5.6.2006 8:37am
Jody (mail):
I believe the idea behind real estate speculation is to leverage appreciation gains to purchase additional houses/condos. For example start with a 200,000 house with 40,000 down which appreciates to 300,000. Sell it, now you have 140,000. Buy two 300,000 houses with 120,000 down, rent one out and use part of the 20,000 surplus to make payments.

Wait until they appreciate to 500,000, sell, pocket 400,000. Buy 3 houses (1,500,000) pay 300,000 down. Rent two out and use the 100,000 to help make payments.

Rinse. Lather. Repeat.

The key is that you capture 100% of a house's appreciation, but only have to pay 20% down. This process scales even faster with lower % down payments. Also with more people owning multiple properties (and always looking to buy more) demand shoots through the roof thereby increasing prices and helping out the appreciation process.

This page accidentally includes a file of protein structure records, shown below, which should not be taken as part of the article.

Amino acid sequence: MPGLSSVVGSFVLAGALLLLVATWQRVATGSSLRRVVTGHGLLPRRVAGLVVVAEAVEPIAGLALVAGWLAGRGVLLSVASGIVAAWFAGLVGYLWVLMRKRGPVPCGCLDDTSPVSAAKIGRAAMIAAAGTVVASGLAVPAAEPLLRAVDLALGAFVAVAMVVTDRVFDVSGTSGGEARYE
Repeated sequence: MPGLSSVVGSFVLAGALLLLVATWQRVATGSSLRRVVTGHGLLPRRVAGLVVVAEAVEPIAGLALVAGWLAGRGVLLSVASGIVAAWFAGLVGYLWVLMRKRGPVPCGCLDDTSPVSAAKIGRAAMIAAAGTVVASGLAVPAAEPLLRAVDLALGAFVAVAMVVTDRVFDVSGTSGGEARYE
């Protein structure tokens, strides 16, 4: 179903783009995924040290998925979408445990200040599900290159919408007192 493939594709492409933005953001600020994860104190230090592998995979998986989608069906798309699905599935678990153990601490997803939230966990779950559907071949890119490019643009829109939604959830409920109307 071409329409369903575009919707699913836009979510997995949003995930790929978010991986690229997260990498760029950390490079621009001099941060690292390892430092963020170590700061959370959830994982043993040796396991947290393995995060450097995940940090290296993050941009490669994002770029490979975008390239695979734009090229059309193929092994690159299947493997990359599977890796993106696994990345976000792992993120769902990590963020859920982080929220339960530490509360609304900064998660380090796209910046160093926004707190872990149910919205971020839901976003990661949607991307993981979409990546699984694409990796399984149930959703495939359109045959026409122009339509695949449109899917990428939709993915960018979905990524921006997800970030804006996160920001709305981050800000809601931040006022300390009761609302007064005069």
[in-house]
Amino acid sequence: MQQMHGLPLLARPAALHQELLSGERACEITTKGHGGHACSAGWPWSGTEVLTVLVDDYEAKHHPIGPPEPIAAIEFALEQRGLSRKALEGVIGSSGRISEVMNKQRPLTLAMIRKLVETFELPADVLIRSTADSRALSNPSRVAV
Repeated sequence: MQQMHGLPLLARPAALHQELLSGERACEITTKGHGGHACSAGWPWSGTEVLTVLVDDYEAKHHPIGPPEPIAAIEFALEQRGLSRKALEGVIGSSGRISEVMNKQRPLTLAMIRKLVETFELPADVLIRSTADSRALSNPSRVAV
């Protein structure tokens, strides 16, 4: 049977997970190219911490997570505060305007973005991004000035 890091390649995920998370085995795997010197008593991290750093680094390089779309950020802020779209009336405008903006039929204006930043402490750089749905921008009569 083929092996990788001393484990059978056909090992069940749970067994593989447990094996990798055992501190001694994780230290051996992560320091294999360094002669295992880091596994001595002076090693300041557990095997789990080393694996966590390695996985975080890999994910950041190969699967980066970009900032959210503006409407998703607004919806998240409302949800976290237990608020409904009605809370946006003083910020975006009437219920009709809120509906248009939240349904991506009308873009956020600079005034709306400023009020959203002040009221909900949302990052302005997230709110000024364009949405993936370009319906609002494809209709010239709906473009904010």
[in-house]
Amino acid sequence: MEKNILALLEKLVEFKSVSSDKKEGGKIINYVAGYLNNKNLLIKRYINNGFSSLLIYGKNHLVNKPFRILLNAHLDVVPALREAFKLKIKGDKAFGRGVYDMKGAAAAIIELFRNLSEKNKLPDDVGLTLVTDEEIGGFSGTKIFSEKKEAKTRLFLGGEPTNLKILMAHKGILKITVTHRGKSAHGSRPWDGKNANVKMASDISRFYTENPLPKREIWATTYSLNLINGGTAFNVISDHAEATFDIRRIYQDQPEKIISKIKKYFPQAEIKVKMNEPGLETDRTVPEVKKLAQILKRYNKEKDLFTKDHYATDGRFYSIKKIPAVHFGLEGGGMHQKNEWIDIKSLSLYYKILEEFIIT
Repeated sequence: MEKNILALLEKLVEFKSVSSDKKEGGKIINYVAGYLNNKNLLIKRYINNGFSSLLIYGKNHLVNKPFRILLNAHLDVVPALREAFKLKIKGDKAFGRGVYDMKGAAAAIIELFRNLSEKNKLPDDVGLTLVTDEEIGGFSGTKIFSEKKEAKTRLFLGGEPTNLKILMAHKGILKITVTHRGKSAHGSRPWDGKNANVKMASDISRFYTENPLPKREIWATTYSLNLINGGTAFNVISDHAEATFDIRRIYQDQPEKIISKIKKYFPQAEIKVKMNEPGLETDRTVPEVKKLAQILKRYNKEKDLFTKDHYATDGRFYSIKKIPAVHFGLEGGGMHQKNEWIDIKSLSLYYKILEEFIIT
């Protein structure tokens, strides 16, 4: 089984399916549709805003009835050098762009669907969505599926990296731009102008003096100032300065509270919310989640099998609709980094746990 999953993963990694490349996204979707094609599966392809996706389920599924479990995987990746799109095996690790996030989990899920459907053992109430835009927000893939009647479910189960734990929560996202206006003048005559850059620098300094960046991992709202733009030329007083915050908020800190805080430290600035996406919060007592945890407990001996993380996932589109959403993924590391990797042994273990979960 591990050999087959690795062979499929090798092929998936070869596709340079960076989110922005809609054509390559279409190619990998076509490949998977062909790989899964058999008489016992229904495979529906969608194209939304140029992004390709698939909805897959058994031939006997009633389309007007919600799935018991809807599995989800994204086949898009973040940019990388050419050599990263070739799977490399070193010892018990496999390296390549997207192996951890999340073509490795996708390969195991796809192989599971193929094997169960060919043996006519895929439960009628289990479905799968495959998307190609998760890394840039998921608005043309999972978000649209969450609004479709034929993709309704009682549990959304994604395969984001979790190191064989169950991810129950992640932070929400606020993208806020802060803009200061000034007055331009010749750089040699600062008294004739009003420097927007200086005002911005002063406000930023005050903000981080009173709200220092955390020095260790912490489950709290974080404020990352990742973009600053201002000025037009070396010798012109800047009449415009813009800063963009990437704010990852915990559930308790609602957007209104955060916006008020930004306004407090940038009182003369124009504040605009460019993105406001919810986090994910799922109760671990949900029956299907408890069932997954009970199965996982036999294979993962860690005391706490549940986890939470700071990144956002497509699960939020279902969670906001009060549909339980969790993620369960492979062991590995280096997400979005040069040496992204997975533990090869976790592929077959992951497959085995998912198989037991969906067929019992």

Flipping by itself shouldn't make you rich (you still gotta live somewhere). Leveraging appreciation gains to purchase multiple properties can.

The problems come when you can't make the payments (a problem that becomes more sensitive to macro conditions the more properties you hold - but less sensitive to micro conditions). This can come from running out of renters which means you're getting no help on payments or that rent drops significantly. Or you could've taken one of the more exotic loans to help purchase more homes faster and after a few years of not moving a property the payments spike up. Couple either with decreasing house prices and heavily leveraged multiple house owners get hit hard across the board and the bubble pops.

So 1) the example of a flipping a single house isn't representative of the real estate phenomenon (though to answer questions about why B's house appears to be appreciating faster, presumably B is making improvements to each house as B goes along - improving kitchens are supposed to be the most cost effective for flippers) 2) Kinda obvious, real popping occurs when payments can't be made. As such a recession will probably represent a bigger "needle" than rising interest rates (even those who didn't take exotic loans may have to sell). However, more needles make the bubble deflate faster.